The research team visited the Sri Ram Sagar reservoir in Andrah Pradesh which supplies neighbouring areas with water for drinking and irrigation, as well as a hydroelectric power plant. The aim of the visit was to take a closer look at the basic criteria behind decision-making strategies linked to the allocation of water among the various sectors involved – both today, and in the light of imminent climate change.
The Building Block Methodology represents an integrated approach to water allocation which has generated great interest in India.. “To find so many people interested in BBM was a pleasant surprise for all of us working on the project”, says Atle Harby, a Senior Researcher at SINTEF Energy Research, and head of the CEDREN research centre.
The Sri Ram Sagar reservoir in Andrah Pradesh in India is a BBM pilot project. Photo: Julian Sauterleute
The Building Block Methodology
The Building Block Methodology was originally developed in South Africa to determine criteria for environmental flows in regulated rivers. Application of the method in India represents an advance in that it incorporates many more sectors and community objectives than the purely environmental. The method is straightforward in that it introduces a systematic approach which determines the water supply needs of the different sectors on a monthly basis. This in turn is linked to the water available in wet, normal and dry years, respectively, combined with the anticipated hydrological situation evolving from climate change. Water is thus distributed among the different sectors by means of a workshop-based process aimed at concluding in consensus.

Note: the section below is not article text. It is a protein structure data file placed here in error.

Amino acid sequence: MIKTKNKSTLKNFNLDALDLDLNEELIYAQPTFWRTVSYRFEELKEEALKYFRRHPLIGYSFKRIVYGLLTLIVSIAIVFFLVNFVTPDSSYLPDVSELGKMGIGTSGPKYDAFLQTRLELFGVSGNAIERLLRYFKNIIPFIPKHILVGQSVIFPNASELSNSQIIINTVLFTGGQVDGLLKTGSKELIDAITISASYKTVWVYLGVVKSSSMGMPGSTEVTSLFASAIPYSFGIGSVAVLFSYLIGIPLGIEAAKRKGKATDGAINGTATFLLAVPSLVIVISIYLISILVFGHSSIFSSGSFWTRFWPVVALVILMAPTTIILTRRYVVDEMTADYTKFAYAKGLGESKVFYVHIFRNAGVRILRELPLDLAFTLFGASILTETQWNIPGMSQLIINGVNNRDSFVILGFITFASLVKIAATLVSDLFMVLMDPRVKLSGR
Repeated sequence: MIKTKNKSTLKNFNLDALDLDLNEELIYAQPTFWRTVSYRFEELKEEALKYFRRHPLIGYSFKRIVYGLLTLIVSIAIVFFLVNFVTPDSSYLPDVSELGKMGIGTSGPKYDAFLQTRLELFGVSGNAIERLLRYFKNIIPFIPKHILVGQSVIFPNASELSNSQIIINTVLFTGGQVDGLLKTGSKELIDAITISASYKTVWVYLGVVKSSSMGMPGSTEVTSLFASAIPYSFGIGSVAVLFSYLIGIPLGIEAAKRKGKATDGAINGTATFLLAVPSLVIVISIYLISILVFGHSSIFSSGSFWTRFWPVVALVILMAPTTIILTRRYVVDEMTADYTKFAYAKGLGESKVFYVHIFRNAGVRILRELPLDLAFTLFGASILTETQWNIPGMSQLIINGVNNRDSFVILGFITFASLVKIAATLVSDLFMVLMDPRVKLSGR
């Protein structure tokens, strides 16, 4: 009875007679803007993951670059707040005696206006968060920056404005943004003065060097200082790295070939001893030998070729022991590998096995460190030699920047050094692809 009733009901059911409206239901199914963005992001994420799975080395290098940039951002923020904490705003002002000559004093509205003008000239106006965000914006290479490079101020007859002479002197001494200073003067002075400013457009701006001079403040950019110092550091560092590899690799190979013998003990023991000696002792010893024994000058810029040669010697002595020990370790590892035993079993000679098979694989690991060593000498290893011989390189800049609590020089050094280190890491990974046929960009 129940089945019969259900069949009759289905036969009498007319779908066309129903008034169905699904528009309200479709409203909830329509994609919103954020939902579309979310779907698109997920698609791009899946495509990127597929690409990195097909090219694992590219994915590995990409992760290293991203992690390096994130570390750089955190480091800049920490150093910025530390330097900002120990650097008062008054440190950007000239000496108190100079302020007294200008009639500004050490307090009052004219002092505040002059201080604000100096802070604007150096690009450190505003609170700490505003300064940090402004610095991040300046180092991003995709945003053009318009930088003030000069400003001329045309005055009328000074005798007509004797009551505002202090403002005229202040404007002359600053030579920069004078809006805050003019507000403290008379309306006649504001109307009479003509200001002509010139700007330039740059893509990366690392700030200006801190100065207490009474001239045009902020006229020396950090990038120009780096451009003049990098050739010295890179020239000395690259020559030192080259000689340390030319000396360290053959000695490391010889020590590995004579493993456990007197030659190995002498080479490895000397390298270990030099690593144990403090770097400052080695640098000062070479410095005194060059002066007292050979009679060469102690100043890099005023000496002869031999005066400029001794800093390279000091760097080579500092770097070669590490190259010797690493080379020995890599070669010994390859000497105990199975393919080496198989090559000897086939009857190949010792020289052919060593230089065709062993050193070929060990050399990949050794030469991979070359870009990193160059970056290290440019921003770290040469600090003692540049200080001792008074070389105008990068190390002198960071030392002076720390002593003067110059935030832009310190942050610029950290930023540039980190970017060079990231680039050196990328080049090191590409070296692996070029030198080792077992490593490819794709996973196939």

“Water allocation is a political hot potato in India ¬– not only between the states, but also between the urban communities and the rural districts. The Building Block Methododology turned out to be a highly suitable tool which generated involvement and enthusiasm among those taking part from the various sectors. This is essential if we are to achieve sustainable development”, says Helene Egeland, a social science researcher at SINTEF Energy Research.
A multi-application reservoir
The Godavari river basin in central India has a catchment area extending over 343,000 km² – more than the entire land area of Norway. The Sri Ram Sagar project (SRSP) is located along the main course of the Godavari river. It was launched in 1964 and completed at the beginning of the 1980s.
Water from the reservoir is used for many different purposes, and it is thus termed a multi-purpose reservoir, as is the case for the majority of dam projects around the world. The Sri Ram Sagar reservoir is a source of drinking water, and it also supplies large areas of agricultural land with irrigation water. Industry extracts its share of process water and, during certain periods, water is also used to generate electricity via a hydro plant with an installed capacity of 36 MW. Agriculture is the biggest consumer and is supplied via three major irrigation channels, one of which is connected to the outflow from the power plant.